From: Robert Baer
X-Mailer: Mozilla 4.75 [en] (Win98; U)
Subject: Re: Core gapping techniques and general SMPS magnetics stuff
Date: Sun, 15 Dec 2002 11:40:24 GMT
NNTP-Posting-Date: Sun, 15 Dec 2002 03:40:24 PST
Organization: EarthLink Inc. -- http://www.EarthLink.net
Chris Carlen wrote:
> I have received a shipment of Ferroxcube cores for experimenting with
> and making a flyback inductor for my Nixie clock project. I wanted a
> 16mm/8/5 E-core but even though they had some in stock at All-Star
> Magnetics, the rep. convinced me that size is an oddball, and that an
> industry standard size is 19mm/8/5. So I ordered 3c90 and 3c94 cores in
> this size and 8-pin bobbins.
> Unfortunatly, the thing is a little larger than I'd like, but I suppose
> it doesn't matter too much. I'll probably design a general purpose
> 90-350V adjustable flyback supply with max. output power of about
> 10-15W, which seems reasonable for that core. Then I can use it for the
> Nixie as well as future projects, or playing with tubes. I like to make
> all my circuits as general purpose as possible, because making PCBs is
> expensive for a hobbyist, and time consuming anyway. Better to make one
> design cover a lot of bases.
> But it looks like I'll have to gap the core to get it to have enough
> amp-turns for the inductance I'd like, without saturating when being
> used as a flyback inductor.
> Things are finally beginning to click in my head about this magnetics
> stuff, thanks to the EM course. I realize now that in a transformer the
> only flux is the magnetizing flux, since the fluxes from the primary and
> secondary currents (excluding the primary magnetizing current) cancel.
> Hence high Al values are good to get magnetizing current down. Am I on
> track here?
> So my ungapped cores are probably great for bridge or push-pull
> converters and GP medium frequency signal and pulse transformers
> (actually I bought a bunch of higher permeability and higher frequency
> 3E5 and 3F3 toroids for making pulse transformers for gate drivers.)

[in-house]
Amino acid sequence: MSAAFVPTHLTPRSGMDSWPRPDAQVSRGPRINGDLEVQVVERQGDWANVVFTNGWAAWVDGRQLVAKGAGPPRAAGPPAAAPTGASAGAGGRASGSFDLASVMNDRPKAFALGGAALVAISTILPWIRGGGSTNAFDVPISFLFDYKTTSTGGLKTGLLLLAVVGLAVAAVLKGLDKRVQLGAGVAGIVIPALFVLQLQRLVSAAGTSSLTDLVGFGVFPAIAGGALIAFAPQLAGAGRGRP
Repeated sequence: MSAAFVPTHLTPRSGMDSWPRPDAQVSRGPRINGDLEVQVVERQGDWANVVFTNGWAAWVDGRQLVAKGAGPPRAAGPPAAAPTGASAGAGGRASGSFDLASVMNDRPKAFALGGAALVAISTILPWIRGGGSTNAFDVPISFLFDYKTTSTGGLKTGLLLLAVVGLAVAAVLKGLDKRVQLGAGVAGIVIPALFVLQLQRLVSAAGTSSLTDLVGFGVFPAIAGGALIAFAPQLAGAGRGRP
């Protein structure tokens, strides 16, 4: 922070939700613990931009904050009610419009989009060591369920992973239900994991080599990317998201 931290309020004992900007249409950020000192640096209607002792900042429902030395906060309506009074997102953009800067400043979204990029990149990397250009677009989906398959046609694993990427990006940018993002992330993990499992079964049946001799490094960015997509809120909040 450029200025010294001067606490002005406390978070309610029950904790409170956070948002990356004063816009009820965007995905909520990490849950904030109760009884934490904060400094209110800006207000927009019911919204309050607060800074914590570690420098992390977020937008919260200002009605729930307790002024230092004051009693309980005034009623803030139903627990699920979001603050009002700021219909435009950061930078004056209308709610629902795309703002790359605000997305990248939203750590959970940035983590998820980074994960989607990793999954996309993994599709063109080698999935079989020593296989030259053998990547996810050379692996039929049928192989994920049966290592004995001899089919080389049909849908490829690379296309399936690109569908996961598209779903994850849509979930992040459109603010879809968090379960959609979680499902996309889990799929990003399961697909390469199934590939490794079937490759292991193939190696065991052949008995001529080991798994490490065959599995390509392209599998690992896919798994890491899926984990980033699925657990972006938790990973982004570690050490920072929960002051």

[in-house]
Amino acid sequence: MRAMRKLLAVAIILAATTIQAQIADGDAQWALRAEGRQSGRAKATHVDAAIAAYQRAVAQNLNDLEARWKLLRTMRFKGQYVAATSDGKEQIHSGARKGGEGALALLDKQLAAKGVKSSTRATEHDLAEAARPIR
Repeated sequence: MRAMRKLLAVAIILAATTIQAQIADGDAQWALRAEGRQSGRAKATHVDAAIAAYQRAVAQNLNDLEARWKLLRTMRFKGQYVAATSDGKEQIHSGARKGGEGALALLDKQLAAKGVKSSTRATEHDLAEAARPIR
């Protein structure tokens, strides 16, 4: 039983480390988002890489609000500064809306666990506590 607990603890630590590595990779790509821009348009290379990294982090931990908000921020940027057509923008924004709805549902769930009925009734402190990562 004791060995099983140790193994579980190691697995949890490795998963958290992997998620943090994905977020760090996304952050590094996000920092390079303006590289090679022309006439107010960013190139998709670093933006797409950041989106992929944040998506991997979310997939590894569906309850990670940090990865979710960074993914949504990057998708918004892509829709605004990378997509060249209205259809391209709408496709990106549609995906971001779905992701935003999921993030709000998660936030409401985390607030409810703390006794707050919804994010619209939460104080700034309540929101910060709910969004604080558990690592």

> But in a flyback which I will be using for the Nixie clock, there will
> be high peak flux densities associated with energy storage in the core,
> so I need to use a smaller Al, balanced against acceptable I2R losses,
> and winding size. It seems that if there weren't I2R losses, and size
> and EMI issues, an air core would actually be the best for a flyback.
> (A superconducting air core inductor!)
> So I will have to gap my cores. How do you folks gap E-cores for
> prototype/low volume applications? Obviously it's not that hard to
> figure out a way, but I'm curious how others do it too. I'll probably
> cut out some shim material, epoxy it to the outer legs, and hold the
> halves together gently in a vice until it all sets up. Then I can soak
> it in acetone later for a day if I want to disassemble it.
> Comments appreciated.
> Christopher R. Carlen
> Suse 8.1 Linux 2.4.19
The nice thing about shims, is that ther is better control and
uniformity of the gap.
And one can get gaps from 1/4 of the smallest "standard" to anything
that is in-between other "standard" gaps.
Use mylar or even paper.
Some grocery sacks are 0.5 mil, and other plastic bags 1 mil, 2 mil 3
mil easily available for nothing (experimentors paradise).
If there is a temperature concern (ie to 125C) then use Kapton.